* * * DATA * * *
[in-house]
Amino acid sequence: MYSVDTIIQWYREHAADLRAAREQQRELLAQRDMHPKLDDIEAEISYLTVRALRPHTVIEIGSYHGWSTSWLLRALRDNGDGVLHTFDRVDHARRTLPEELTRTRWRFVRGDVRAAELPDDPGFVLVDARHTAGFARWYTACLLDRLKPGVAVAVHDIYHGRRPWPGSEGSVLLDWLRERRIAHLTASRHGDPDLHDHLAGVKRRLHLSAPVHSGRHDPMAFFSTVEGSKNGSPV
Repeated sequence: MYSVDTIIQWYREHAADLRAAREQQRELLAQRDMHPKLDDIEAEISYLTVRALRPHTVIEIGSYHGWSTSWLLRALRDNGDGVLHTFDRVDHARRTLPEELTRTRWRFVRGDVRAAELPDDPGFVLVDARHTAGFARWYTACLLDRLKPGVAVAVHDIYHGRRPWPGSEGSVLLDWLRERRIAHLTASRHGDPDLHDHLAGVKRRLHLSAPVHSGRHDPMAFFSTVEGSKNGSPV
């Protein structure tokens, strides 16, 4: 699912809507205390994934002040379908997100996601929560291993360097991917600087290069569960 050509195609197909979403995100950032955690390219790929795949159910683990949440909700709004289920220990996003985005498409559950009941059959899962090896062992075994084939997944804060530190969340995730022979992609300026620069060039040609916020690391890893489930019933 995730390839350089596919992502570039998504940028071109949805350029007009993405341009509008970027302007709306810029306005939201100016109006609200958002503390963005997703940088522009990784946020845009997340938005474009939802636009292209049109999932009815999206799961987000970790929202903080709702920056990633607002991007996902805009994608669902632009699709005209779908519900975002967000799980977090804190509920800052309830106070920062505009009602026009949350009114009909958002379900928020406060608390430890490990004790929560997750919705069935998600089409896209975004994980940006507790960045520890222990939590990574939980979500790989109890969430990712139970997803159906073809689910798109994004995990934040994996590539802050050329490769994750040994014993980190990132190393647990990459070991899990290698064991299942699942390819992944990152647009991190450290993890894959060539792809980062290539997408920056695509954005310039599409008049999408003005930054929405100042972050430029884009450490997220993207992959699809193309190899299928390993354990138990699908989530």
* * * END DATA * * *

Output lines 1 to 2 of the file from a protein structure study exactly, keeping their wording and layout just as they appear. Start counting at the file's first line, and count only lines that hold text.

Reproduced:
[in-house]
Amino acid sequence: MYSVDTIIQWYREHAADLRAAREQQRELLAQRDMHPKLDDIEAEISYLTVRALRPHTVIEIGSYHGWSTSWLLRALRDNGDGVLHTFDRVDHARRTLPEELTRTRWRFVRGDVRAAELPDDPGFVLVDARHTAGFARWYTACLLDRLKPGVAVAVHDIYHGRRPWPGSEGSVLLDWLRERRIAHLTASRHGDPDLHDHLAGVKRRLHLSAPVHSGRHDPMAFFSTVEGSKNGSPV